Amanda Brinkman gets a lot done in a day. Not only is she the chief brand and content officer at the Shoreview-based Deluxe information technology and services company, but she is the creator and co-host of Small Business Revolution, which was nominated for an Emmy for its fifth season, set during the pandemic. The show comes back home for season six this fall, when Brinkman and her new co-host, NBA legend Baron Davis, focus on Black-led small businesses in the Twin Cities. In conversation with Minnesota Monthly, Brinkman describes how she stays energized for so many projects, and gives a sneak preview of the powerful stories she’s telling.
Your series is about supporting small businesses. How has your lens on them changed since its inception?
When we were out telling the stories of 100 small businesses across the country [through photo and video essays for Deluxe’s 100th anniversary], we recognized that nowhere are small businesses more under siege than in small towns. Deluxe would ask people to nominate their favorite small town and invest half a million in revitalizing their main street. Each episode is about an individual small business.
What led you to start Small Business Revolution?
Eight years ago, when I joined Deluxe, they were on the eve of their 100th anniversary. We do a ton in the FinTech [financial technology] space and we’d started to build out all these services to help small businesses with their marketing. I thought, “How do we raise awareness with small businesses?” There’s no better way to understand how to communicate and market to them than truly spending time with them.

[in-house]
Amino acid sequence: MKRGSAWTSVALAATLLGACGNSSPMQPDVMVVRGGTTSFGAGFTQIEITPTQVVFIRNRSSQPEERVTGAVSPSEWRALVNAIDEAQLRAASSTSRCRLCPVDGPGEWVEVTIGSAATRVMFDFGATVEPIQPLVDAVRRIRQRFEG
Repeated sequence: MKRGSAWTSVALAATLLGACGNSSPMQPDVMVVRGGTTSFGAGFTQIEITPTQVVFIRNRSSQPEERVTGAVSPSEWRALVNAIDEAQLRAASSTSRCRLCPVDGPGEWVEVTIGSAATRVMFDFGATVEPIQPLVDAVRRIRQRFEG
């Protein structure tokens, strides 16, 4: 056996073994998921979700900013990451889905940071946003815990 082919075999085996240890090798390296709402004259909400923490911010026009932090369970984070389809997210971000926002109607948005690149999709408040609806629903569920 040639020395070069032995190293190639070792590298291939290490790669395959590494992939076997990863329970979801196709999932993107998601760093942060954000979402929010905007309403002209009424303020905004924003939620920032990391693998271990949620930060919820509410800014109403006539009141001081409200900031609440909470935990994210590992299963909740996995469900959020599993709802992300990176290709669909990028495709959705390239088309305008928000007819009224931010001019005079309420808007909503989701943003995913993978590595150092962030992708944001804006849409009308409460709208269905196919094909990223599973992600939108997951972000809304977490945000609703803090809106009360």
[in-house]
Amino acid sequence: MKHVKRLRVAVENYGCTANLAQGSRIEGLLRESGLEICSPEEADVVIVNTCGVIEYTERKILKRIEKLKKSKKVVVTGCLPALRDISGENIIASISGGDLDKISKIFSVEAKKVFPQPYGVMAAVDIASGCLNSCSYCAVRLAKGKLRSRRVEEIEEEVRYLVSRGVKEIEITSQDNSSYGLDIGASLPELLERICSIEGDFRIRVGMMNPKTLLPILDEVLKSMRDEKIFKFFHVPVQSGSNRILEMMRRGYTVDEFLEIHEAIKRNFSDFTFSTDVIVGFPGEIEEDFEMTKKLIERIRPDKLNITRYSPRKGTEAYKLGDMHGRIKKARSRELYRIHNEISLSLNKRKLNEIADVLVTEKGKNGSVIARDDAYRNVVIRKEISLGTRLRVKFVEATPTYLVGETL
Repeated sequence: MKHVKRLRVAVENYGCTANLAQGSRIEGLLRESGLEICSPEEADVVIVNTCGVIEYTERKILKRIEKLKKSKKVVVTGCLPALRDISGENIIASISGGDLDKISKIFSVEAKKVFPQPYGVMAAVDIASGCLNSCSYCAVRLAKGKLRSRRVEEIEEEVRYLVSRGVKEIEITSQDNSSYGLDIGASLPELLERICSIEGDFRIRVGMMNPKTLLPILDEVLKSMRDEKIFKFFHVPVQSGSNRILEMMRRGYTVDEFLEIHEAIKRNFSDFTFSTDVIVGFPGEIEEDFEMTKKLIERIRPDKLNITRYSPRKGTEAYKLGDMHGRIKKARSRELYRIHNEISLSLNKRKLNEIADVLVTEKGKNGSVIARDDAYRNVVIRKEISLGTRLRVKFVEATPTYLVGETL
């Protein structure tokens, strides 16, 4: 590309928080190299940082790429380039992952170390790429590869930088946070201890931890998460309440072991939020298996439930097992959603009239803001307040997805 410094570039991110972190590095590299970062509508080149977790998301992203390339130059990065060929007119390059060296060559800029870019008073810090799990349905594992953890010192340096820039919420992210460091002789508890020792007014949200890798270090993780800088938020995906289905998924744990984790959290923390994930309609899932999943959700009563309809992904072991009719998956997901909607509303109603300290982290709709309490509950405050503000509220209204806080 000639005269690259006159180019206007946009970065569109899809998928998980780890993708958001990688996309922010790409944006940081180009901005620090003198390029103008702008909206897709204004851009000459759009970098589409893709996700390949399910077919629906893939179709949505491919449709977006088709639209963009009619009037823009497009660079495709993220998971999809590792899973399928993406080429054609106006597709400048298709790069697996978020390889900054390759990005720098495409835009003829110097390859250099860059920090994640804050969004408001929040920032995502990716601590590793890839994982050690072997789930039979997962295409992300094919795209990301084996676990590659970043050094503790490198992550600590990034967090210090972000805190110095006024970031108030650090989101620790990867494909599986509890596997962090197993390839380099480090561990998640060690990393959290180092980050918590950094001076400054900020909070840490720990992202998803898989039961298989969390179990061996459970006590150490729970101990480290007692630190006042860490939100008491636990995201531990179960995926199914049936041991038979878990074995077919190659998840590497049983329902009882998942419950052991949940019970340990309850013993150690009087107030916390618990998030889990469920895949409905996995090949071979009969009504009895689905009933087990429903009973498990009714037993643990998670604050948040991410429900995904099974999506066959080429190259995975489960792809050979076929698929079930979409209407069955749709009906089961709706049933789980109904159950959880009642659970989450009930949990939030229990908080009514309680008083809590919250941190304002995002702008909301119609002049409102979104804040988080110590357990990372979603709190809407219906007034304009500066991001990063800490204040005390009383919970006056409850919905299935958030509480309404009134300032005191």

As you hear their stories, you recognize you’re supporting a person, their dream, their family, their employees, their community. Instead of an ad campaign, we thought, “Let’s do something that raises awareness of how important it is to support small businesses.” That’s when the Small Business Revolution was born, championed by Deluxe.
What challenges did the fifth season of the show face during the pandemic and how did you overcome them?
We had to pivot how we were capturing it. I had to film a lot from my basement. We thought, “How could we do different aspects in a creative way so that the entire episode wasn’t over Zoom?” We rented a big warehouse and had all these big screens up so we could feel like the business owners were in the room with us, around the table.
We’re very proud. All six businesses [featured] not only survived the pandemic but are truly thriving. It was a great opportunity to demonstrate how we’re going to help businesses evolve—with a strong digital footprint, an online presence, by communicating with customers, and pivoting the business model.
How was the pandemic for you personally?
When you leave your home or go into a new space, you’re in a different mode. Having to be all those [personalities] in one physical space was emotionally and physically exhausting. [It’s important to keep] our families healthy, but as an extreme extrovert, I’m so excited to be back feeding off of energy. I do a lot of public speaking and I love it. No more Zoom webinars. At live speaking events, I feel the energy in a room and see audience reactions in real time.
You host a show, work in an agency, and sit on many nonprofit and charity boards. How do you do so many things?
I operate best when I have a little too much going on. Over the years, I’ve learned to say “yes” to the things I think really matter. If you’re busy and half the things on your list you’re not fed by, it exhausts you. But if it feeds you, it fuels that drive or ability to get it done.